Many clues point to Germany as being the actual origin of the modern-day Christmas tree somewhere back in the Middle Ages (1450 -1500). Trees back then were decorated with fruit or flowers such as apples, roses, and different types of sweets. This does seem plausible considering modern-day decorations still stay on that theme and include baubles, lights, and of course, sweets! As people started to adopt the idea of a tree to celebrate Christmas newer laws had to be brought in to stop people from cutting off branches and even taking away whole trees. In the 18th century, it was common for people in Germany to put up a tree at Christmas and many began to illuminate their trees with wax candles.

Ornaments found on Christmas trees called baubles originated in Germany and can be traced back to the late 1500s. Germany improved on the design much later in the 1800s when a scientist discovered a way to coat the surface of the bauble in silver nitrate to make them shiny, this also enabled artists to add intricate shapes and designs.

It’s likely the Germans played a large part in spreading the idea of an illuminated tree to celebrate the birth of Jesus at Christmas.

Christmas in Hamburg with Tree

Early Christmas Trees in the UK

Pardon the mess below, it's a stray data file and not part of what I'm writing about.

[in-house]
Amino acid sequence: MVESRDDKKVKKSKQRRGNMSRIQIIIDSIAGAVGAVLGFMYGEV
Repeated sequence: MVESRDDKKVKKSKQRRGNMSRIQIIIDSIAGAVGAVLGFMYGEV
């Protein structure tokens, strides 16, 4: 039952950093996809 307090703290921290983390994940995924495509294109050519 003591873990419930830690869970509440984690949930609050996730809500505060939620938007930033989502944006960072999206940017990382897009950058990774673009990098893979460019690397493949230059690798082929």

The popularity of the modern tree in the UK can be traced back to Queen Victoria and her husband, Prince Albert. The royal couple were admired on a global scale and were trendsetters of their time.

When the London news posted a picture of the royal family with their decorated Christmas tree it captured the hearts and minds of people across the nation and indeed, the world. It wasn’t too many years later that people across the UK adopted the idea of celebrating Christmas with their own tree decorated with candles, sweets, flowers and others.

Some say that it was in fact King George III, through his marriage to the German princess Charlotte, who started the tradition in Buckingham palace.


Christmas Trees in America

Christmas trees didn’t quite take off in the USA as they did in the UK and that was because although they followed to some degree, the influence of the Royal family wasn’t as prominent stateside. This was despite many European settlers carrying the tradition across and celebrating with their American friends.

The first Christmas tree rumored to have been in the White House was during the term of President Franklin Pierce somewhere around the year 1850, however, the National Ceremony lighting the Christmas Tree on the White House lawn was in the 1920s by president Coolidge.

Early on Americans were slow to adopt the practice of using a tree at Christmas but early in the 19th century more and more began to use them along with homemade decorations. Ultimately, as the availability of power networks spurned the advent of electrical Christmas lights and it become normal for almost every family in the US to have their very own tree to celebrate!



The Christmas tree has come a long way from its Pagan origins having survived and evolved through the ages into almost every Western home. It’s thought almost 35-40 million Christmas trees are sold in the USA each year and 8 million in the UK. The majority of artificial trees are shipped from China with official figures unknown.

The magic of Christmas would never be matched without the colorfully decorated Christmas tree which has become the universal symbol of our celebration.